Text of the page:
When you think “found footage,” you think shaky camcorder footage of a forest/abandoned asylum/whichever actor’s apartment had the least amount of empty pizza boxes. Savageland does things a bit different, with the footage in this case being from a camera, and not the moving picture kind. Styled like a crime documentary, the pictures tell the story of a horrifying attack by unknown forces on a small Arizona border town. The official story is that the sole survivor, an illegal immigrant and amateur photographer named Francisco Salazar, went on a killing spree and murdered the whole town. The story that his pictures tell is quite different.
You might think that telling a story through a series of photographs is counterintuitive, but the constraints give Savageland a unique feel. You never really get a clear picture (no pun intended) of what exactly is going on, instead piecing together the general story through individual moments. Salazar is dead by the time the cameras start rolling, so the various experts and theorists can only speculate as to what actually went down. It keeps you engaged, and lets the plot evolve past the simple monsters/zombies/demons/whatever they are. Fair warning, this does get fairly political, intersecting the struggle of an illegal immigrant in the US justice system with the monster story. It grounds Savageland in some reality, making it feel more like a true story than your typical horror movie.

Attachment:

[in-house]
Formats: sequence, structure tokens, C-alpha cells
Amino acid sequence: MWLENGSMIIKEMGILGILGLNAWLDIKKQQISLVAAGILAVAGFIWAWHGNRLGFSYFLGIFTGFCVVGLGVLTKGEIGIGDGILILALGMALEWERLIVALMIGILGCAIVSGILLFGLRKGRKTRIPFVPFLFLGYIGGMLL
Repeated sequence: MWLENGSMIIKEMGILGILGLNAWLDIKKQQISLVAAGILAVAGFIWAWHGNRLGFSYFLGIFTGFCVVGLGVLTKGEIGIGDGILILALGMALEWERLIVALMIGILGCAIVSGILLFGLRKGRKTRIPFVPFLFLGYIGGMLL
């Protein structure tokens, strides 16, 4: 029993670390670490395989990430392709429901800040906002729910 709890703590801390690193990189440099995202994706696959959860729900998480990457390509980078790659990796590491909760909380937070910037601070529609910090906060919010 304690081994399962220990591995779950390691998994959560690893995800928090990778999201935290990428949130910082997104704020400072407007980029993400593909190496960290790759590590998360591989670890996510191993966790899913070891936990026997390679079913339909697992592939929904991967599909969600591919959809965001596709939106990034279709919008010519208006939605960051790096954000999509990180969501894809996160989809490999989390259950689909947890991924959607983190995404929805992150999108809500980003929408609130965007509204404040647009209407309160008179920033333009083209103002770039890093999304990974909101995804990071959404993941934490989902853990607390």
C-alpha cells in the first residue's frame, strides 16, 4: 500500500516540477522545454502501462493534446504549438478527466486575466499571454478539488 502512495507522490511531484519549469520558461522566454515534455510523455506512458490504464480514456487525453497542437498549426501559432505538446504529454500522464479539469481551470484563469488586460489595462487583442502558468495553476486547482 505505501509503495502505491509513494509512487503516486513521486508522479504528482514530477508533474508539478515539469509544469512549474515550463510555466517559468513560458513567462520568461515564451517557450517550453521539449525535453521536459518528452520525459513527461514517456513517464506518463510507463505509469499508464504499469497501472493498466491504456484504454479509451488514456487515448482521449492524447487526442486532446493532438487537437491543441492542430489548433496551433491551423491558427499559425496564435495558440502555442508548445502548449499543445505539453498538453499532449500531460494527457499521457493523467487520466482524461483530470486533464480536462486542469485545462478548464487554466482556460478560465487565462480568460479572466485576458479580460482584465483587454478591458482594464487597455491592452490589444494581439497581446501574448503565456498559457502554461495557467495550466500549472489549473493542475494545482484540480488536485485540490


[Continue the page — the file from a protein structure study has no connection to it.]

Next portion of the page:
I discovered the works of Kōji Shiraishi back when I was on a J-horror kick in college (read as trying to hook up with edgy anime chicks). Not widely known to western audiences, Shiraishi has made a number of found footage films that are all worth checking out. There are actually quite a lot of Japanese found footage films you’ve probably never heard of, including a direct sequel to Paranormal Activity called Paranormal Activity 2: Tokyo Nights. But when it comes to which one to recommend the most, Noroi was an easy pick.
Noroi sets itself apart by avoiding pretty much every single cliché you’ve come to expect from found footage. Practically devoid of jump scares, this slow burn relies on atmosphere and storytelling to slowly fill you with uneasy dread. You aren’t going to jump out of you seat (maybe at the end), but it will make you squirm. There’s an inescapable tension that permeates the film, like something terrible is lurking just behind a curtain. While most found footage movies would rip the blinds aside and have a screaming ghost jump at the screen, Noroi is content to just let you stare and try to make out its figure while the real monster slowly sneaks up behind you.